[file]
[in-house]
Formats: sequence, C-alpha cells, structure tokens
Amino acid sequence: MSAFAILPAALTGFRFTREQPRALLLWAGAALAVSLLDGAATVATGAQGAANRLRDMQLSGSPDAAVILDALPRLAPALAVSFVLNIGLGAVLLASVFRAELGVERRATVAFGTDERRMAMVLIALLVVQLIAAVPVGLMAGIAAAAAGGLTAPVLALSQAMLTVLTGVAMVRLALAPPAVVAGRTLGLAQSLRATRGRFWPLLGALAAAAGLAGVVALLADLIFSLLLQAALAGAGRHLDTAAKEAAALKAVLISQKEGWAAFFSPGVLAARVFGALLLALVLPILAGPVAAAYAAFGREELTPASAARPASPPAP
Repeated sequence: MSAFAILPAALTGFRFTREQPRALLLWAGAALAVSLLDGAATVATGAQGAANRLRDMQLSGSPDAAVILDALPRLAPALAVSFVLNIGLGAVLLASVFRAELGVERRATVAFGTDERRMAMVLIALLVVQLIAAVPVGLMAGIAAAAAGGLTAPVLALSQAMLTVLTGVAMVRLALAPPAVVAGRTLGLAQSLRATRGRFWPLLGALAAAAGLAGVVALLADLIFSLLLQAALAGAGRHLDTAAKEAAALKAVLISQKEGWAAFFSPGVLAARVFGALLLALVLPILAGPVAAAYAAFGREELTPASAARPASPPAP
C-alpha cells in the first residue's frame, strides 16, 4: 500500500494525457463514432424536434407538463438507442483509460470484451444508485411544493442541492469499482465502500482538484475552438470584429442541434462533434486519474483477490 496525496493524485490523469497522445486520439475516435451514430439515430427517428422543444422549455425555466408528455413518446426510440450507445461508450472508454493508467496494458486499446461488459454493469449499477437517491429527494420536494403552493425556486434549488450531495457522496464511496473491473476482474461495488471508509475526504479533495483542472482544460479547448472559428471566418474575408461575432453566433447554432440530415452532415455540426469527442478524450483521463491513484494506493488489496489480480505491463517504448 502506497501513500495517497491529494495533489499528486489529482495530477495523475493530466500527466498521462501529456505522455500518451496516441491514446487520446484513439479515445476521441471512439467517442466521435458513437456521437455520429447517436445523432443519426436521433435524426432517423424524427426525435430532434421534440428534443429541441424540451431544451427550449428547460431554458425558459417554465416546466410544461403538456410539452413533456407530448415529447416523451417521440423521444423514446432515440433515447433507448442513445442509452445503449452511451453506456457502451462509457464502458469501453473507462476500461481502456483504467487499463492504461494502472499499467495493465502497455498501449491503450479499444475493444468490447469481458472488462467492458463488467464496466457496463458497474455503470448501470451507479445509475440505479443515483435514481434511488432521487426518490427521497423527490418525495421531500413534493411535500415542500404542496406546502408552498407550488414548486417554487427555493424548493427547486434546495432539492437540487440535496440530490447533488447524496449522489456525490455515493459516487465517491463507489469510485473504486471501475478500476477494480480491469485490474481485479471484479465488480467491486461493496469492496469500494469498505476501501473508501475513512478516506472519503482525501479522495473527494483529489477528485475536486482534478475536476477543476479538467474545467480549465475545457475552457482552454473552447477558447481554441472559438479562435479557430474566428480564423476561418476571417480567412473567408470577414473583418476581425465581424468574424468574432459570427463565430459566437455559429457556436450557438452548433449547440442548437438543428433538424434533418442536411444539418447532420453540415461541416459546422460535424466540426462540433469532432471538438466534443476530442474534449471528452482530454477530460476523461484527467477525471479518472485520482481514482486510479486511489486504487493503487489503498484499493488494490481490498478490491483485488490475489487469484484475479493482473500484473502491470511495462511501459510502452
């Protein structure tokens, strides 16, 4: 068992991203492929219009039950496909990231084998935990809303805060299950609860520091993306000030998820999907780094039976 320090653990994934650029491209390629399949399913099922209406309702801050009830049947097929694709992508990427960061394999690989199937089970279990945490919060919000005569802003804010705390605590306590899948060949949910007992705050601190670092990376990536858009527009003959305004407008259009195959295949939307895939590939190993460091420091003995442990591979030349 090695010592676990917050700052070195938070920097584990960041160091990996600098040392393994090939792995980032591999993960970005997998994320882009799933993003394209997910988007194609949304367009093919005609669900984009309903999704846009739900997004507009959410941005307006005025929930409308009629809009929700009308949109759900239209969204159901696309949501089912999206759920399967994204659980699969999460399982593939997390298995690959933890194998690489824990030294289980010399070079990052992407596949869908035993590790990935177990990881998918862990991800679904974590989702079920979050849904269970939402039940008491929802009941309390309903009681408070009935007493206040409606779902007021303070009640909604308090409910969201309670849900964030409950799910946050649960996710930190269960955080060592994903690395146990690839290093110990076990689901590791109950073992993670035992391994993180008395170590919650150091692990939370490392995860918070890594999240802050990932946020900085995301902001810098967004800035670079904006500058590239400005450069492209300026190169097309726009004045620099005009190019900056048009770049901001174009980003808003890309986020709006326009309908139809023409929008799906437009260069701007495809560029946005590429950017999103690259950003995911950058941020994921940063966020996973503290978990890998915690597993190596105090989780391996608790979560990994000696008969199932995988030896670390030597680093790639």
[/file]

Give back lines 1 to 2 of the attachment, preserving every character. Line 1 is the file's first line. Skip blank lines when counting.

[in-house]
Formats: sequence, C-alpha cells, structure tokens